November 2023 Directors Column
There have been rumors going around for months that I am going to retire. I started some of them, and the rumors are true. I will retire from the staff of the ABA on January 5th. I joined the team of the ABA Commission on Law and Aging 15 years ago. My entire legal career has been in law and aging. Working at the ABA has been the highlight of my professional life.
Erica Costello will be the next director of the ABA Commission on Law and Aging. Erica has been with us two-years, and has an extensive background in APS, adult abuse, and guardianship reform.
It is time for me to move on. As M.T. Connolly reminds us in her book, “The Measure of Our Age”, life expectancy is typically 6 to 8 years longer than good health expectancy and there are things I want to do while still in good health. I am older than most people think I am. As my good friend Omar Valverde and I agreed when he retired from ACL, it is better to leave while they are saying “so soon” than to wait until they are saying “finally.”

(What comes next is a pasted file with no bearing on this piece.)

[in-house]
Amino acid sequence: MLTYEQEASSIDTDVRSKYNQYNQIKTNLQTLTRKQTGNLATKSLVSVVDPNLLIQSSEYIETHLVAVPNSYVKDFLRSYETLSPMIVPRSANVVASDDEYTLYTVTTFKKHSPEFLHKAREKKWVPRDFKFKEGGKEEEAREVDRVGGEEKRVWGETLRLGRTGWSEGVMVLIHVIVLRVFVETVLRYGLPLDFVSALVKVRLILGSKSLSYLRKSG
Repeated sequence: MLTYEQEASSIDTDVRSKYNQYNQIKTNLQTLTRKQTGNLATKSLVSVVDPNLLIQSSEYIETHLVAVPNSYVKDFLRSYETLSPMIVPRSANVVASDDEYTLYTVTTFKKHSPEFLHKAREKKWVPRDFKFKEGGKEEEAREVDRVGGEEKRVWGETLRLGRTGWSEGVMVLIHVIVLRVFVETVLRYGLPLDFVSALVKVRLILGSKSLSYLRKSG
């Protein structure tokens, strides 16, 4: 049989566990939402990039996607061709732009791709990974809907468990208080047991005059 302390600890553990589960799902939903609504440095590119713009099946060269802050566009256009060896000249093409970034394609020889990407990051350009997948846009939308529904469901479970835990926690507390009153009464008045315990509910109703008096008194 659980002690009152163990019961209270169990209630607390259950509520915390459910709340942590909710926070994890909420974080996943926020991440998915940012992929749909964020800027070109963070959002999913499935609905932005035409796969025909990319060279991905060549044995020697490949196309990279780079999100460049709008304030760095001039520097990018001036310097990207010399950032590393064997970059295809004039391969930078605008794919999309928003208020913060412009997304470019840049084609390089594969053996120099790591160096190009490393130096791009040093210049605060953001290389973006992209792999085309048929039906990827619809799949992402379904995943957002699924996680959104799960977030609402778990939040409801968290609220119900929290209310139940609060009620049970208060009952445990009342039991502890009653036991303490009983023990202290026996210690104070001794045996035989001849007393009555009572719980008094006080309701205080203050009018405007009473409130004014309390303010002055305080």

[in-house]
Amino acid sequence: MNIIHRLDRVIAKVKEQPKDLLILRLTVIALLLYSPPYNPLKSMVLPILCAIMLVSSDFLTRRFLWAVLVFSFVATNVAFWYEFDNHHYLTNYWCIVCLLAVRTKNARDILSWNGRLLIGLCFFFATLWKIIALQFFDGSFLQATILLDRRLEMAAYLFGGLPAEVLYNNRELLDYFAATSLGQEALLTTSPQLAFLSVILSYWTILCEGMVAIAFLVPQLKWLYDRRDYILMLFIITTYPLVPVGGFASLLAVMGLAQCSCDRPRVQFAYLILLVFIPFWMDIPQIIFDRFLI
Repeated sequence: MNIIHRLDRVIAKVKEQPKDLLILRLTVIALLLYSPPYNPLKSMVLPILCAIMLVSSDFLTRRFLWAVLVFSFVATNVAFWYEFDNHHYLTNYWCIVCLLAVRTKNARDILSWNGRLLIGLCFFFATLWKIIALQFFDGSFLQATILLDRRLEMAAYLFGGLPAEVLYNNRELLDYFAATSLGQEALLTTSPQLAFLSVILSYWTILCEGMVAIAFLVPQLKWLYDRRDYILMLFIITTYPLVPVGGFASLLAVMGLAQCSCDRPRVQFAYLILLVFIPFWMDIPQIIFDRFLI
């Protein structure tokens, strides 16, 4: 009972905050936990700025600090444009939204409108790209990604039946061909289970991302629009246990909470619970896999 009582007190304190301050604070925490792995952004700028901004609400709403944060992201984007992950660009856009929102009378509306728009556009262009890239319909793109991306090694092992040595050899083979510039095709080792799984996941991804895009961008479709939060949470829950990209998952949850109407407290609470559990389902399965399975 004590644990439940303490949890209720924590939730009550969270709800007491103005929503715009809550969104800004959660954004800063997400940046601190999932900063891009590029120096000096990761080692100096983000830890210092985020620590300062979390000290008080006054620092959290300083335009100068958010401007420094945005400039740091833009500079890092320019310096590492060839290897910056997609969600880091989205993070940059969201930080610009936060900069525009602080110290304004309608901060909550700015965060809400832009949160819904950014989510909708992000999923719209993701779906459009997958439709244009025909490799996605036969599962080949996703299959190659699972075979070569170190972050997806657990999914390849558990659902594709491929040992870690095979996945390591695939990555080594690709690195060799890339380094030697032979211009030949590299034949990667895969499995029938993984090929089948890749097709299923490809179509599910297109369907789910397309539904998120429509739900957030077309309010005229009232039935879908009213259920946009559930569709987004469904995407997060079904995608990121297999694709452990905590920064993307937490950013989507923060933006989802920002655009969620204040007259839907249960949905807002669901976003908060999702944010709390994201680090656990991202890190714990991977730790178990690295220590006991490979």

Just as the older adults of today are different than our parents, grandparents, and great-grandparents, our understanding of aging and the issues has evolved. We have made major strides in understanding decision making, and advance care planning. Retirement income security is evolving as the 401k generation ages into retirement. Over the past 25 years, Medicare has evolved with prescription drug coverage being added, and Medicare Advantage plans now covering more than half of Medicare enrollees. The evolving medical science on dementia has made researchers optimistic in ways I have not seen before. Not all of the changes have been for the better. There are hurdles to access payment for health care, and a bias for institutional care over home care. There is work to be done on reforming or replacing guardianship, stopping the scourge of abuse. That work will shape the evolution of the field over the coming decade.